Interview: Capital Letters

August 7, 2015

“We had friends who were taking LSD and going mad”

In the third in our series of interviews with reformed foundation UK bands, United Reggae caught up with Wolverhampton’s Capital Letters. (Check previous chats with Reggae Regulars and Black Roots)

Assembled in 1972 by young Jamaican emigrants to the Black Country city, the group comprised Roderick “the Dude” Harvey (drums), Junior “JB” Brown (bass), George “Bulk” Scarlet (guitar), Earl “Wizard” Lynch (keyboard, vocals), Danny “Teacher” McKen (guitar/vocals), and Wenty “Country” Stewart (percussion/vocals). They would later be joined by backing vocalists Pauline Spence and Paulette Hatden, along with sometime guitarist/singer Springy.

The smashing drums, gritty guitar and frank lyrics of breakout song Smoking My Ganja were too hot for many reggae labels of the time, yet caught the attention of newly-founded Greensleeves and the BBC’s John Peel. The collective cut two albums, 1979’s Headline News and 1982’s restricted German release Vinyard, before breaking up in 1985.

Like their contemporaries, Reggae Regulars and Black RootsCapital Letters have now returned. Similarly to the Regulars, a schism in the 80s – between bassist JB Brown and the remainder – means that two versions of Capital Letters are doing the rounds. The majority of the members are still affiliated with Greensleeves (who reissued Vinyard in June 2015). Meanwhile Brown has his own ensemble signed to Bristol’s Sugar Shack Records (putting out the enhanced 80s compilation Reality and new studio albumWolverhampton).

Angus Taylor reasoned with Country, percussionist of the Greensleeves unit. He spoke frankly, in true West Midlands style, about the history of the band, the split, their support for Idi Amin, and why the original cut of Smoking My Ganja was far rootsier than the one Greensleeves chose…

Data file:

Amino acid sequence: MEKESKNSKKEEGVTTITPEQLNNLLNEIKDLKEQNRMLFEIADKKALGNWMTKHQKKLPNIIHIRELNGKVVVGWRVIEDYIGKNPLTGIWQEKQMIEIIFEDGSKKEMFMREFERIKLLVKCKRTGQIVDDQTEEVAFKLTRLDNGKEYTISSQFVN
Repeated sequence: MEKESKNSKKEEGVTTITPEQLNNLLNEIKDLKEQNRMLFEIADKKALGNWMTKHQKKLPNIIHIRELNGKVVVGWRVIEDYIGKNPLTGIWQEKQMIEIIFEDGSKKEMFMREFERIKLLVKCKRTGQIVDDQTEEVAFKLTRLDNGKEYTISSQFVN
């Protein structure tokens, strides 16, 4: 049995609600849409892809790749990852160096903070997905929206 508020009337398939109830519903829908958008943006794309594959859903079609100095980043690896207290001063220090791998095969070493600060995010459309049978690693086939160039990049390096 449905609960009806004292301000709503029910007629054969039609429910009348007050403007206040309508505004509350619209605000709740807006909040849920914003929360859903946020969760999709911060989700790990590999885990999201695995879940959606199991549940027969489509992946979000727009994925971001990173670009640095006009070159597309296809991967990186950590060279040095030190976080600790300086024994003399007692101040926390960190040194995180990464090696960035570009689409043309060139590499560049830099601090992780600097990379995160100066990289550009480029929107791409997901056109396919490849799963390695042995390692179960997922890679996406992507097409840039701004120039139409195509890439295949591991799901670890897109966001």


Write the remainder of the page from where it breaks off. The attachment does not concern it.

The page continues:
Capital Letters

What was your first experience of music in Jamaica?

It was good. My first music experience was listening to Marley, Prince Buster, Desmond Dekker. All the old time school. King Tubby, the full works.

How did you listen in those days?

We used a thing called Delco for our light switches. Now they call it Delco but in those days it was “generator”. You’d turn it on and it would run all night with engine oil and then the sound would plug into it and we’d have a street dance. Because we didn’t have any lights as such, apart from the generator. That’s what we used to do.

Which sounds did you listen to in Jamaica?

King Tubby, Jack Ruby. I used to listen to all of them. Those were the main sounds in Jamaica who were going round the country to the villages to play. It was good then.

When did you come over from Jamaica? Your parents came over for a better life?

I came over in September 1967. They came over to work and live for a better life. I was a youngster then and my dad come over here to work, then he sent for my mum and then he sent for all of us as kids. And we’ve been here since.

What was Wolverhampton like at the time?

It was skinhead time. Skinheads was what was going on then. And a lot of paki bashing.

So you encountered racism quite quickly?

Very quickly and very deeply. My first experience of racism was when I left school. I couldn’t get a job. I was going for mechanic or welding. The minute you got to the gate they closed the gate and said “No job”. You didn’t even see the manager. You only saw the gate man. It was rough. I did get a welding and a mechanic job but it never lasted.

What was the sound system scene like in Wolverhampton in the sixties?

There was a sound called Duke Neville, one called Quaker City, one called Studio Fire and one called Jahman Sound. At the time there were quite a few little sounds coming up. The biggest sound was Sir Christopher and then Quaker City. They were playing in nightclubs and halls. We used to have a Cultural Centre in Wolverhampton and they used to play there on the weekend – Friday and Saturday.

How did you start making music?

A friend of mine used to live across the road and his dad was a pastor. We called him Pastor Dean. All of us used to go to church and one day his son approached me and said he was trying form a band and I should go and get myself a drum. But my neighbour across the road which was the drummer, Dude, he said he will get the drum and I could get the percussion which was the bongos. My first pay packet was £11.50 and I paid £11 for the drum. I brought home 50 pence. I have to bring my wages home every night since(laughs). That was how the band started.

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